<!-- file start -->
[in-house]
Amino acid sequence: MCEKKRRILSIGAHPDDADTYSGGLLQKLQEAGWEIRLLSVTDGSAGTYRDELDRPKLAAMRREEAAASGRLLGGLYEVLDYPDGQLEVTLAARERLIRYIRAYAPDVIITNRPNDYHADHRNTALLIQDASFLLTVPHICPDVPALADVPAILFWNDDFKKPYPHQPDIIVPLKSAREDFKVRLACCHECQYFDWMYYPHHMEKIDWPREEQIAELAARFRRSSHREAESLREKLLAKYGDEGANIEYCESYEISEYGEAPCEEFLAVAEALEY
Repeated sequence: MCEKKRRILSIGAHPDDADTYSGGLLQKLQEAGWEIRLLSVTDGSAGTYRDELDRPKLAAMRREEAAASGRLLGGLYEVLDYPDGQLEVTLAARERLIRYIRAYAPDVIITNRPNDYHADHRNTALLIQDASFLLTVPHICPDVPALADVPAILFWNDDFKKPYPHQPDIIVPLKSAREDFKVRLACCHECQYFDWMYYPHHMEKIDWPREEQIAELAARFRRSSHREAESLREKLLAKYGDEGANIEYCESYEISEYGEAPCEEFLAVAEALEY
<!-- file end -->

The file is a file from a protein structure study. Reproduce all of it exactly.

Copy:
[in-house]
Amino acid sequence: MCEKKRRILSIGAHPDDADTYSGGLLQKLQEAGWEIRLLSVTDGSAGTYRDELDRPKLAAMRREEAAASGRLLGGLYEVLDYPDGQLEVTLAARERLIRYIRAYAPDVIITNRPNDYHADHRNTALLIQDASFLLTVPHICPDVPALADVPAILFWNDDFKKPYPHQPDIIVPLKSAREDFKVRLACCHECQYFDWMYYPHHMEKIDWPREEQIAELAARFRRSSHREAESLREKLLAKYGDEGANIEYCESYEISEYGEAPCEEFLAVAEALEY
Repeated sequence: MCEKKRRILSIGAHPDDADTYSGGLLQKLQEAGWEIRLLSVTDGSAGTYRDELDRPKLAAMRREEAAASGRLLGGLYEVLDYPDGQLEVTLAARERLIRYIRAYAPDVIITNRPNDYHADHRNTALLIQDASFLLTVPHICPDVPALADVPAILFWNDDFKKPYPHQPDIIVPLKSAREDFKVRLACCHECQYFDWMYYPHHMEKIDWPREEQIAELAARFRRSSHREAESLREKLLAKYGDEGANIEYCESYEISEYGEAPCEEFLAVAEALEY